Don’t forget to use specific examples and word choices to support your arguments. Don’t try to take the easy way out. Take the time to look up the exact words and arguments the author uses.

Keep in mind that your rhetorical analysis doesn’t have to be all positive or all negative. Mix the good with the bad (and maybe even the ugly).

After you’ve worked your way through the piece of writing, picking out the key points you want to analyze, you can finally (yes, finally!) move to the conclusion.


The conclusion for a rhetorical analysis essay is pretty standard stuff. Wrap up your key ideas and refer to the main points of your paper.

Here’s what a rhetorical analysis conclusion might look like: Ultimately, even though a handful of Robinson’s statistics are slightly outdated, the use of these statistics combined with real-life examples provides a strong argument. She further emphasizes her point, and through her use of emotional appeals, compels readers to fully understand and sympathize with the unfair burden so many college graduates face as they attempt to repay their student loans.

Not so bad, was it?

Need some more examples to help ensure you’re on the right track before jumping into the final step? Check out these rhetorical analysis essay examples:

Feeling better about moving forward with your essay now? Let’s get to revising!

Step 4: Revise

rhetorical analysis essay

Imagine these guys are your professors, and this is the reaction they have to your rhetorical analysis essay. Not what you were hoping for, was it?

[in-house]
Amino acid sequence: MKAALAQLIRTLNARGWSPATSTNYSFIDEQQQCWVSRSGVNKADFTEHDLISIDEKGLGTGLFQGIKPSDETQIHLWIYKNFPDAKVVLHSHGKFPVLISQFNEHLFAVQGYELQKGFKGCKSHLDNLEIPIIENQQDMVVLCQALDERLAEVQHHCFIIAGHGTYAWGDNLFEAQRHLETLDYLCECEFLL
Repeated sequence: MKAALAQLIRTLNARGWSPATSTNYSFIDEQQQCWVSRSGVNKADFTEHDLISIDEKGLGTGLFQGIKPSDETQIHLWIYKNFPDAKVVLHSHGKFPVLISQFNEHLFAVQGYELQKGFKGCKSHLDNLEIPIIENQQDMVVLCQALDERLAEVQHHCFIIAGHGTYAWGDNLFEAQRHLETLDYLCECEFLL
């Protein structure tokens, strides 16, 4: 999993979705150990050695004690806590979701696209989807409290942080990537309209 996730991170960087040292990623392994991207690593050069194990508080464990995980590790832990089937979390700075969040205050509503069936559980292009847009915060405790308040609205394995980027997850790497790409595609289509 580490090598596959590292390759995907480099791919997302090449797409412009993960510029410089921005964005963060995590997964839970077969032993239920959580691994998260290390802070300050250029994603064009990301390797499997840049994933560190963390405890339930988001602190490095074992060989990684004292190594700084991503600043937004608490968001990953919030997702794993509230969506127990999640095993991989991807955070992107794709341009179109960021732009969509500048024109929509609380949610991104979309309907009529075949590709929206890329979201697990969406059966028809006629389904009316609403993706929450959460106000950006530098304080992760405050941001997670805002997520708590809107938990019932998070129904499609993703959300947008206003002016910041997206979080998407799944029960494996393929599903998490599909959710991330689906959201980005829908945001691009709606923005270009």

This is exactly the reaction you might get if you try to write your paper a few hours before it’s due, and you don’t spend any time revising.

Having to revise doesn’t mean your paper sucks. It means you care enough about your writing to do your best work. After all, almost no one writes the perfect paper on the first try.

Revision strategies to get you started

  • Set your essay aside for a day or two before revising.
  • Highlight your thesis statement. Then look at your key arguments to make sure they match your thesis.
  • Check to make sure you’ve included specific examples to support your discussion.
  • Make sure you’ve connected ideas with transitions.
  • Don’t be afraid to reorder ideas or scrap a paragraph if you need to. Revision can get messy!

Your masterpiece is (almost) complete. Sometimes one revision isn’t enough to craft the perfect masterpiece. That’s where we come in. Why not have a Kibin editor help you with your next revision?

It’s a lot of work, I know, but your GPA will thank you.


Psst... 98% of Kibin users report better grades! Get inspiration from over 500,000 example essays.